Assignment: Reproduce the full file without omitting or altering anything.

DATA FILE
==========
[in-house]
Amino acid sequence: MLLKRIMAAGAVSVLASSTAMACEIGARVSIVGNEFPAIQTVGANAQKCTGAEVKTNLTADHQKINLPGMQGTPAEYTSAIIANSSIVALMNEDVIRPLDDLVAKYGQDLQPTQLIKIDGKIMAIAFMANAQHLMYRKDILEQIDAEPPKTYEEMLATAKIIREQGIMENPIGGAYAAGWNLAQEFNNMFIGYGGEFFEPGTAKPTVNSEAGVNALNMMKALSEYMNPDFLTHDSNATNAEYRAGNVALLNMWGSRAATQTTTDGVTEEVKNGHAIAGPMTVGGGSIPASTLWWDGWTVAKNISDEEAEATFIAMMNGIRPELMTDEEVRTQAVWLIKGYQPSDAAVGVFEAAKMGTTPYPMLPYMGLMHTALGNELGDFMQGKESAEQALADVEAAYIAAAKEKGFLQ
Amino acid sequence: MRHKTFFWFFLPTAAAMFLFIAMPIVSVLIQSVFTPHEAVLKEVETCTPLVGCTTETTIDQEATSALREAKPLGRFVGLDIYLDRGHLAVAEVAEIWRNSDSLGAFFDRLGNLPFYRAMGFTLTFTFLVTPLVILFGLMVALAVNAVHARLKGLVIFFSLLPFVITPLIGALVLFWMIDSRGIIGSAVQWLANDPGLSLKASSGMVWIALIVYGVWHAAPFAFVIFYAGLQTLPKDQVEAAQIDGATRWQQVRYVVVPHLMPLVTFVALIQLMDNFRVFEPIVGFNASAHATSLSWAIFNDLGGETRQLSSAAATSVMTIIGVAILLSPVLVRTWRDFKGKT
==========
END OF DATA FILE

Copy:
[in-house]
Amino acid sequence: MLLKRIMAAGAVSVLASSTAMACEIGARVSIVGNEFPAIQTVGANAQKCTGAEVKTNLTADHQKINLPGMQGTPAEYTSAIIANSSIVALMNEDVIRPLDDLVAKYGQDLQPTQLIKIDGKIMAIAFMANAQHLMYRKDILEQIDAEPPKTYEEMLATAKIIREQGIMENPIGGAYAAGWNLAQEFNNMFIGYGGEFFEPGTAKPTVNSEAGVNALNMMKALSEYMNPDFLTHDSNATNAEYRAGNVALLNMWGSRAATQTTTDGVTEEVKNGHAIAGPMTVGGGSIPASTLWWDGWTVAKNISDEEAEATFIAMMNGIRPELMTDEEVRTQAVWLIKGYQPSDAAVGVFEAAKMGTTPYPMLPYMGLMHTALGNELGDFMQGKESAEQALADVEAAYIAAAKEKGFLQ
Amino acid sequence: MRHKTFFWFFLPTAAAMFLFIAMPIVSVLIQSVFTPHEAVLKEVETCTPLVGCTTETTIDQEATSALREAKPLGRFVGLDIYLDRGHLAVAEVAEIWRNSDSLGAFFDRLGNLPFYRAMGFTLTFTFLVTPLVILFGLMVALAVNAVHARLKGLVIFFSLLPFVITPLIGALVLFWMIDSRGIIGSAVQWLANDPGLSLKASSGMVWIALIVYGVWHAAPFAFVIFYAGLQTLPKDQVEAAQIDGATRWQQVRYVVVPHLMPLVTFVALIQLMDNFRVFEPIVGFNASAHATSLSWAIFNDLGGETRQLSSAAATSVMTIIGVAILLSPVLVRTWRDFKGKT